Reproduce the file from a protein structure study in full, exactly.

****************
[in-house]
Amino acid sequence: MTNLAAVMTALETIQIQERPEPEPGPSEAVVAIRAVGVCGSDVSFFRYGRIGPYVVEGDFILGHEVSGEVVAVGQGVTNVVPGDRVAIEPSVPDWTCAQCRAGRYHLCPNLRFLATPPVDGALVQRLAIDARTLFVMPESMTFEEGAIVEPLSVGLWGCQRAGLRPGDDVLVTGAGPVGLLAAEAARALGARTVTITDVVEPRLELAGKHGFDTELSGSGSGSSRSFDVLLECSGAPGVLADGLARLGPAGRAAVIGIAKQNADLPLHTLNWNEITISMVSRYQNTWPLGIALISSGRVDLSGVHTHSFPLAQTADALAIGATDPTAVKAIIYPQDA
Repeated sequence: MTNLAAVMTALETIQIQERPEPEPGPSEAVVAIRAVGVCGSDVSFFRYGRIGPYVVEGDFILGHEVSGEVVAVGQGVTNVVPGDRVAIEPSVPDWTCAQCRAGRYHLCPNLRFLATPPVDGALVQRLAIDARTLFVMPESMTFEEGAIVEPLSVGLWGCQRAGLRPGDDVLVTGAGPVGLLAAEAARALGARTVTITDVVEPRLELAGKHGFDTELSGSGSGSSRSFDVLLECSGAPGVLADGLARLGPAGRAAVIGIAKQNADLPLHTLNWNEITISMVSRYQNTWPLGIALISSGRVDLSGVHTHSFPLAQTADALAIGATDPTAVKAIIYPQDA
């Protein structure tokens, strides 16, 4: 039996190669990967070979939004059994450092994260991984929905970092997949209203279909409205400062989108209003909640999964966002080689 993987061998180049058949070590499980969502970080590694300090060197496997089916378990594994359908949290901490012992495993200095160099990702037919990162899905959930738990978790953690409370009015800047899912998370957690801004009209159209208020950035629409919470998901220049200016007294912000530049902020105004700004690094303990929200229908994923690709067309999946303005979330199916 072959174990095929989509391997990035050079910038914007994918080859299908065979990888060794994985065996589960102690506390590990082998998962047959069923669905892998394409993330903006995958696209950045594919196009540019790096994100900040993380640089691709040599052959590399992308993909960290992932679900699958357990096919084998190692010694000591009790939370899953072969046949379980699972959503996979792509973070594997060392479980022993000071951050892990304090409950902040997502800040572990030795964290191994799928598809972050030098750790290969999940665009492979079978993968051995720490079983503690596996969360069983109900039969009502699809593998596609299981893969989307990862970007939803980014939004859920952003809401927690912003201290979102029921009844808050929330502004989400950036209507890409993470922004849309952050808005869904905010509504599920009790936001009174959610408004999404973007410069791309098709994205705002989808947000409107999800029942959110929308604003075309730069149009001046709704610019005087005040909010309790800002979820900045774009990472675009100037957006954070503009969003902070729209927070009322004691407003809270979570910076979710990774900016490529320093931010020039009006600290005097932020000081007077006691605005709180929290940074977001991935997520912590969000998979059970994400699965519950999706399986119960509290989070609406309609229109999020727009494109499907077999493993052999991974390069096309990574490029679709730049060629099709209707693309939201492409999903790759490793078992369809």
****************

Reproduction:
[in-house]
Amino acid sequence: MTNLAAVMTALETIQIQERPEPEPGPSEAVVAIRAVGVCGSDVSFFRYGRIGPYVVEGDFILGHEVSGEVVAVGQGVTNVVPGDRVAIEPSVPDWTCAQCRAGRYHLCPNLRFLATPPVDGALVQRLAIDARTLFVMPESMTFEEGAIVEPLSVGLWGCQRAGLRPGDDVLVTGAGPVGLLAAEAARALGARTVTITDVVEPRLELAGKHGFDTELSGSGSGSSRSFDVLLECSGAPGVLADGLARLGPAGRAAVIGIAKQNADLPLHTLNWNEITISMVSRYQNTWPLGIALISSGRVDLSGVHTHSFPLAQTADALAIGATDPTAVKAIIYPQDA
Repeated sequence: MTNLAAVMTALETIQIQERPEPEPGPSEAVVAIRAVGVCGSDVSFFRYGRIGPYVVEGDFILGHEVSGEVVAVGQGVTNVVPGDRVAIEPSVPDWTCAQCRAGRYHLCPNLRFLATPPVDGALVQRLAIDARTLFVMPESMTFEEGAIVEPLSVGLWGCQRAGLRPGDDVLVTGAGPVGLLAAEAARALGARTVTITDVVEPRLELAGKHGFDTELSGSGSGSSRSFDVLLECSGAPGVLADGLARLGPAGRAAVIGIAKQNADLPLHTLNWNEITISMVSRYQNTWPLGIALISSGRVDLSGVHTHSFPLAQTADALAIGATDPTAVKAIIYPQDA
């Protein structure tokens, strides 16, 4: 039996190669990967070979939004059994450092994260991984929905970092997949209203279909409205400062989108209003909640999964966002080689 993987061998180049058949070590499980969502970080590694300090060197496997089916378990594994359908949290901490012992495993200095160099990702037919990162899905959930738990978790953690409370009015800047899912998370957690801004009209159209208020950035629409919470998901220049200016007294912000530049902020105004700004690094303990929200229908994923690709067309999946303005979330199916 072959174990095929989509391997990035050079910038914007994918080859299908065979990888060794994985065996589960102690506390590990082998998962047959069923669905892998394409993330903006995958696209950045594919196009540019790096994100900040993380640089691709040599052959590399992308993909960290992932679900699958357990096919084998190692010694000591009790939370899953072969046949379980699972959503996979792509973070594997060392479980022993000071951050892990304090409950902040997502800040572990030795964290191994799928598809972050030098750790290969999940665009492979079978993968051995720490079983503690596996969360069983109900039969009502699809593998596609299981893969989307990862970007939803980014939004859920952003809401927690912003201290979102029921009844808050929330502004989400950036209507890409993470922004849309952050808005869904905010509504599920009790936001009174959610408004999404973007410069791309098709994205705002989808947000409107999800029942959110929308604003075309730069149009001046709704610019005087005040909010309790800002979820900045774009990472675009100037957006954070503009969003902070729209927070009322004691407003809270979570910076979710990774900016490529320093931010020039009006600290005097932020000081007077006691605005709180929290940074977001991935997520912590969000998979059970994400699965519950999706399986119960509290989070609406309609229109999020727009494109499907077999493993052999991974390069096309990574490029679709730049060629099709209707693309939201492409999903790759490793078992369809």